For Meta, their flagship Facebook platform appears to be attracting the late majority, but it has already lost the early adopter and innovators to new platforms like TikTok. Early adopter investors may similarly be moving on to new investments that have higher potential upside. This doesn’t mean the business model is broken, but it does mean that its valuation multiple and its price need to adjust downward to reflect slower growth in the future.

Stability Mixed with Opportunity

Our global economy has faced similar transitions in recent years as the pandemic accelerated many arcs of change. Leaps forward in the adoption of remote work, which previously only existed in a small subset of companies, has significantly expanded into the early majority. Renewable energy and biotechnology have had material advances in recent years, and companies in those areas still represent a balance of potential upside as well as risk while the technologies are still being developed.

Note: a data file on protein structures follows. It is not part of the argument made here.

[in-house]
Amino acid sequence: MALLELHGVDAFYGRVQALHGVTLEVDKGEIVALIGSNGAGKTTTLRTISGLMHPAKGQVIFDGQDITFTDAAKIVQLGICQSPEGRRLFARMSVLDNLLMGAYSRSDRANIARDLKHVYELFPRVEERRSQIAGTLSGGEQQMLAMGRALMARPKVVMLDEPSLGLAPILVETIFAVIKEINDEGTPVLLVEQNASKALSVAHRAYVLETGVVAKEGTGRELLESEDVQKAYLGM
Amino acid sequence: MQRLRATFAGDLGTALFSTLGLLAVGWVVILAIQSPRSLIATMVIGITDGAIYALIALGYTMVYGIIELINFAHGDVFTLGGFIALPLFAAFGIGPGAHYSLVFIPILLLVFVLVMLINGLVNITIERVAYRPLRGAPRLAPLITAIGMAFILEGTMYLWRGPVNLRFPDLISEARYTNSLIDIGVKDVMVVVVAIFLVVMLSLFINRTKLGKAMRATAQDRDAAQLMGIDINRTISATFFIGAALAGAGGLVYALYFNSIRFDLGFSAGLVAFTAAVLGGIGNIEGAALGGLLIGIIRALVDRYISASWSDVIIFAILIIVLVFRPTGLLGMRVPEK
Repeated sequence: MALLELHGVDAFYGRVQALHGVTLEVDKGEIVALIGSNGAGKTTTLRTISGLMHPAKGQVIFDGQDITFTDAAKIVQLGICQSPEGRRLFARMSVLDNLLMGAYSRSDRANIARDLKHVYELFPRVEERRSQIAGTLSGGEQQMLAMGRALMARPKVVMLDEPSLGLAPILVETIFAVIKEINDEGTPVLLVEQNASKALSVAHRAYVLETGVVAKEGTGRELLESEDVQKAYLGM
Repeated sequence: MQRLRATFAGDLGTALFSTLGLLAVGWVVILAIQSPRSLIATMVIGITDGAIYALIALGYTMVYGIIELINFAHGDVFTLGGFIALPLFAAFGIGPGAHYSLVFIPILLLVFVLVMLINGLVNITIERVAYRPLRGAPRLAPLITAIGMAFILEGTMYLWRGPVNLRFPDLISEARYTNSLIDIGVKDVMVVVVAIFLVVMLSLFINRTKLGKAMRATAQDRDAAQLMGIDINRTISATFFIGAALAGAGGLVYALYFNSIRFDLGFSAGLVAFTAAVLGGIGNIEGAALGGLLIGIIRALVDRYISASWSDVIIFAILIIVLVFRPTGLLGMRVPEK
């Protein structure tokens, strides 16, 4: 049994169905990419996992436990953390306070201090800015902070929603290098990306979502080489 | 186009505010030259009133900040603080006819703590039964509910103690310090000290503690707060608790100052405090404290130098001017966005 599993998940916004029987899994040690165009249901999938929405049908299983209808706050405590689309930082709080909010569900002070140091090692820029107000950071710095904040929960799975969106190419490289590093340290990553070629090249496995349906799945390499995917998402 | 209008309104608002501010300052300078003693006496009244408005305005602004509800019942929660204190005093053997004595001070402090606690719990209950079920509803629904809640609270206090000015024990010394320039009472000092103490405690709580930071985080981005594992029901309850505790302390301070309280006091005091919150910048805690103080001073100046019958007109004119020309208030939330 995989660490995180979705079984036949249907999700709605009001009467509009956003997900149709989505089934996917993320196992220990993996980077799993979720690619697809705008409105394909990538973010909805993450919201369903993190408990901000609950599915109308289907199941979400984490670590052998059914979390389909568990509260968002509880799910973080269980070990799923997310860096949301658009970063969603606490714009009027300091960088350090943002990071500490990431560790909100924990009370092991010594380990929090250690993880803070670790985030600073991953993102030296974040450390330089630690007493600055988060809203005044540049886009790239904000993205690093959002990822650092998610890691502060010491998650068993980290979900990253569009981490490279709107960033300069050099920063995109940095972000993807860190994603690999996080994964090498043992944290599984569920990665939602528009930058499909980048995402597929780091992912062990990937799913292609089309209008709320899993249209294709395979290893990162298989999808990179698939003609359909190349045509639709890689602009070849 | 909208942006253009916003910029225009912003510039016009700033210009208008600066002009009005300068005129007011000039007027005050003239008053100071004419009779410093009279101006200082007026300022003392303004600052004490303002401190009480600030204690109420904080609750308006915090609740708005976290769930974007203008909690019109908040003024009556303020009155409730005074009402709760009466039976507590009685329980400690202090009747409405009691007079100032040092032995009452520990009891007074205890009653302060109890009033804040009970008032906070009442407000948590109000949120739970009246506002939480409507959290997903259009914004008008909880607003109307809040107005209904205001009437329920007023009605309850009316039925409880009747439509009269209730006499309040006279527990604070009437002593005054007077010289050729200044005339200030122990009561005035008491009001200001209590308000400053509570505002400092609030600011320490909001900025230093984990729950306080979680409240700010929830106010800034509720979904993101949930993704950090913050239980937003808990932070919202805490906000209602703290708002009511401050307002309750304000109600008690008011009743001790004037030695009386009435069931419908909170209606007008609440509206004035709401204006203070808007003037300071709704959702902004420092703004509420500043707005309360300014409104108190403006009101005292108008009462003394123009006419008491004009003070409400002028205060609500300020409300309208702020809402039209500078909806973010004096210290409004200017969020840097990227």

For our clients, we manage balanced portfolios that intentionally tilt toward larger, more stable and mature companies, while including just enough speculative growth to build wealth over the long-term. Speculative companies that bring new technologies or new ideas to the market will continue to be a source of growth as well as volatility that complements a larger portfolio built for long-term resiliency. As individual companies rise and fall in the future, our diversified client portfolios and index exposure will continue to balance the opportunity for growth with preservation of liquidity and security in the present.